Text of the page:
Maynard James Keenan has sold many millions of albums as the frontman of Tool, A Perfect Circle, and Puscifer. The legendary vocalist has also delighted audiences worldwide as an actor, appearing within Mr. Show, Comedy Bang! Bang! and Crank: High Voltage. But what many may not know about this metal rocker is that he is the owner of two Arizona wine labels (Merkin Vineyards and Caduceus Cellars) and very involved with the Merkin Vineyards Tasting Room and Osteria restaurant. Keenan also has a pizza truck in the works with chef Dirk Flanigan.[redlated]
While doing press for Eat the Elephant – the first new album by A Perfect Circle in 14 years – I spoke with Keenan by phone. He can be followed on Twitter via @MJKeenan, while the Merkin Vineyards Osteria is online.
The Daily Meal: How did your journey about food and wine begin?
Maynard James Keenan: I grew up in junior high and high school in Michigan. We lived right in the middle of an orchard in West Michigan. My dad always had an acre or half-acre of vegetable gardens. As a kid, when it was bow-hunting season, we would have venison in the freezer whenever he would go out and hunt. Of course there’s a lot of fishing in that area. That’s just what I’m used to, garden to table. Going into the military and getting into bands is pretty horrifying in terms of food.
So when did the idea of becoming a restaurateur occur to you?
It was just along the lines of pairing the wine with food. Seeing some of the wines out of Arizona, their acid retention, their structure, they just lend themselves well with the pairing. It is opposed to what you saw in the ’90s and early 2000s with large bold wines out of California, Australia, South Africa, Mendoza – high-alcohol, extracted, oak-driven wine that you have for dinner. Our wines speak more to the 12.8, 12.135 percent alcohol, high-acid.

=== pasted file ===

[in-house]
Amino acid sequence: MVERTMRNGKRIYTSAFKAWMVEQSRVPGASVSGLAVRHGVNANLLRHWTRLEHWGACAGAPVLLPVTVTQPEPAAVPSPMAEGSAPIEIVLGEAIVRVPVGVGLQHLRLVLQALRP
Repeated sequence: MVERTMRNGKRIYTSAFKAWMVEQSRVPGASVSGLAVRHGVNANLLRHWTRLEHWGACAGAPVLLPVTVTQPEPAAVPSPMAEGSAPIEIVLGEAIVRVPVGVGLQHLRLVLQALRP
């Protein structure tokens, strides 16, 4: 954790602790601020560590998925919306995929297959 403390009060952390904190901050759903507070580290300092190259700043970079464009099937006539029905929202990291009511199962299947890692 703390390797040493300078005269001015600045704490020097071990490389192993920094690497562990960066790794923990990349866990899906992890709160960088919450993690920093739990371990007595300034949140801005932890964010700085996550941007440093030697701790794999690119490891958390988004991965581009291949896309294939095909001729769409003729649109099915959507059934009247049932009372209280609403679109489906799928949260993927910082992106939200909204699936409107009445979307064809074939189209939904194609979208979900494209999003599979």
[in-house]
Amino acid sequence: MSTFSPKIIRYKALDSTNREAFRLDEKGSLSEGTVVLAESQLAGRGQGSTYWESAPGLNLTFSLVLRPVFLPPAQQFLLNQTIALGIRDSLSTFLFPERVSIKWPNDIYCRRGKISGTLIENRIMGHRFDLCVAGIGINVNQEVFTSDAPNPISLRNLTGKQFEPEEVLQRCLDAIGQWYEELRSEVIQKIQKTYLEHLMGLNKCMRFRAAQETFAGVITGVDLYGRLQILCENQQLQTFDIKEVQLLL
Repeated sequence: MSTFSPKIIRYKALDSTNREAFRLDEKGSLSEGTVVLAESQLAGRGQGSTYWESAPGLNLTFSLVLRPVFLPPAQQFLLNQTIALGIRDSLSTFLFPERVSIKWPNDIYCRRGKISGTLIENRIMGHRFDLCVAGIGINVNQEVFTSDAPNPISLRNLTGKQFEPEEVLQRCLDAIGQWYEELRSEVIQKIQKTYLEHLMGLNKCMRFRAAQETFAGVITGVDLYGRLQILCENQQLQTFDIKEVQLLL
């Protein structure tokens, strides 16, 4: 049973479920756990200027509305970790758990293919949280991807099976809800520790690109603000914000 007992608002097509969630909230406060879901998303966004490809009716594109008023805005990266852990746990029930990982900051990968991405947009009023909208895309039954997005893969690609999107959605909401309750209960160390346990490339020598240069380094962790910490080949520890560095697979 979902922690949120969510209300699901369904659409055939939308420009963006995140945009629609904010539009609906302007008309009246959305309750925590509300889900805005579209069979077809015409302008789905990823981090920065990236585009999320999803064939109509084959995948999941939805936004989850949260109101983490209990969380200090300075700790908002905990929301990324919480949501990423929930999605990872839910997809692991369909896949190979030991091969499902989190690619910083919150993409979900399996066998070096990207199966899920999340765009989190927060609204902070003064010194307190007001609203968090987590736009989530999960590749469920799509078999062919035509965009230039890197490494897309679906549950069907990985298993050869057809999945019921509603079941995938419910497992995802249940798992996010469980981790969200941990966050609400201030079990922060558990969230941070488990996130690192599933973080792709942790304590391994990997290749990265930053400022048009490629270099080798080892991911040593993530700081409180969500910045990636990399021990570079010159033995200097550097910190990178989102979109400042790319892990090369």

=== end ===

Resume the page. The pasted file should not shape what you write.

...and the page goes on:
You have two different wine labels. How do they differ from one another?
It used to be that Merkin Vineyards wines were more affordable, but same cellar, same treatment, same process, easier access, easier to find. Now it’s kind of progressed to where the majority of the Merkin wines are from southern Arizona, and the majority of the Caduceus Wine Cellars wines are from northern Arizona.
Do you find that the Arizona wine industry working together? Is it a friendly gathering among vineyards out there?
A lot of diversity, of course, especially because there’s not a lot of recognition for the state; never mind outside of the state, even within the state. It’s always a struggle to get restaurateurs to buy into the process and buy into the industry. It’s a thriving industry in spite of the opposition. We don’t have the same rights and privileges that the majority of other states have when it comes to winemaking, California especially. Arizona boasts about being less regulated than California, that’s kind of their claim to fame, that California is overregulated and Arizona is more wild and free. But not when it comes to the winemaking, we are very restricted, which we would like to change. We’re trying to help and march that along, but even so, with all that opposition there’s hurdles and obstacles to get over. We still have an economic impact on the state of $3.3 billion, so I guess that we’re onto something.
Is there a lot of overlap between the winemaking and music industries? Have you encountered other people who have been successful within both?
Most of my friends are actually from bands that have kind of crossed over into wine, spirits, beers. They might be successful, but they’re not as hands-on as I am. It was pretty much me and my wife in the cellar for years. She got pregnant, we now have a three-and-a-half-year-old, going on four. I recruited my friend Tim White, so it’s just he and I in the cellar generally.
I’ve read that you yourself were developing the baguette at the Osteria. So you are also hands-on with the food there?
I developed some specific recipes, but the chef of course – Chef Chris Smith – has taken it and has just knocked it out of the park. He’s a fantastic guy with a lot of history there. The recipes sort of started in my kitchen then they were handed over him to make them more sustainable, which is better. I just bought a pizza truck as well. Chef Dirk Flanigan of Chicago is helping me develop the dough. At our elevation, 4,500, 5,000 feet, yeast and other things react differently. So we’re trying to develop a perfect crust.
Not a perfect circle?
This interview has been edited for clarity, and we encourage you to try American wines from outside Napa.